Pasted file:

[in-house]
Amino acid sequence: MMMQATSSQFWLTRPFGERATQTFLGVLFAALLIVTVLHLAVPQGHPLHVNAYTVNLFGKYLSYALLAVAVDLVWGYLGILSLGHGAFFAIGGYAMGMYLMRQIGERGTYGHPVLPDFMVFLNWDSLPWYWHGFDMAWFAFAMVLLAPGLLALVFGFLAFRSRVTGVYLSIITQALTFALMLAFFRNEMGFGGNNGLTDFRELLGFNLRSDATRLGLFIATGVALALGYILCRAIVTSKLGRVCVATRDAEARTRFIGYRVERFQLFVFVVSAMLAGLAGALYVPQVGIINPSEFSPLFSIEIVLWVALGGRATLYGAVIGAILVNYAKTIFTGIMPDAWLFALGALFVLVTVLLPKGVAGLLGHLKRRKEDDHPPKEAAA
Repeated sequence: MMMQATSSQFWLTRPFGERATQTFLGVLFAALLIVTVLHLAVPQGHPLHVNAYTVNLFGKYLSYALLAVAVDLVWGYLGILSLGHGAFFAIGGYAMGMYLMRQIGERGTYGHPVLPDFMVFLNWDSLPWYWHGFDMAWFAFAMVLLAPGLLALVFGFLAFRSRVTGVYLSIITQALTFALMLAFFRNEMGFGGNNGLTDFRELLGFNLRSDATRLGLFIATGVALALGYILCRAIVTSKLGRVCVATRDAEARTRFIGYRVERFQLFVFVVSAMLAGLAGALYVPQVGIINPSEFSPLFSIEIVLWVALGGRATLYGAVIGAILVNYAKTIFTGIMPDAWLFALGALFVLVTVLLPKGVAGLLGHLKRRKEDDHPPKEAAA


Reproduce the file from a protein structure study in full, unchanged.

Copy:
[in-house]
Amino acid sequence: MMMQATSSQFWLTRPFGERATQTFLGVLFAALLIVTVLHLAVPQGHPLHVNAYTVNLFGKYLSYALLAVAVDLVWGYLGILSLGHGAFFAIGGYAMGMYLMRQIGERGTYGHPVLPDFMVFLNWDSLPWYWHGFDMAWFAFAMVLLAPGLLALVFGFLAFRSRVTGVYLSIITQALTFALMLAFFRNEMGFGGNNGLTDFRELLGFNLRSDATRLGLFIATGVALALGYILCRAIVTSKLGRVCVATRDAEARTRFIGYRVERFQLFVFVVSAMLAGLAGALYVPQVGIINPSEFSPLFSIEIVLWVALGGRATLYGAVIGAILVNYAKTIFTGIMPDAWLFALGALFVLVTVLLPKGVAGLLGHLKRRKEDDHPPKEAAA
Repeated sequence: MMMQATSSQFWLTRPFGERATQTFLGVLFAALLIVTVLHLAVPQGHPLHVNAYTVNLFGKYLSYALLAVAVDLVWGYLGILSLGHGAFFAIGGYAMGMYLMRQIGERGTYGHPVLPDFMVFLNWDSLPWYWHGFDMAWFAFAMVLLAPGLLALVFGFLAFRSRVTGVYLSIITQALTFALMLAFFRNEMGFGGNNGLTDFRELLGFNLRSDATRLGLFIATGVALALGYILCRAIVTSKLGRVCVATRDAEARTRFIGYRVERFQLFVFVVSAMLAGLAGALYVPQVGIINPSEFSPLFSIEIVLWVALGGRATLYGAVIGAILVNYAKTIFTGIMPDAWLFALGALFVLVTVLLPKGVAGLLGHLKRRKEDDHPPKEAAA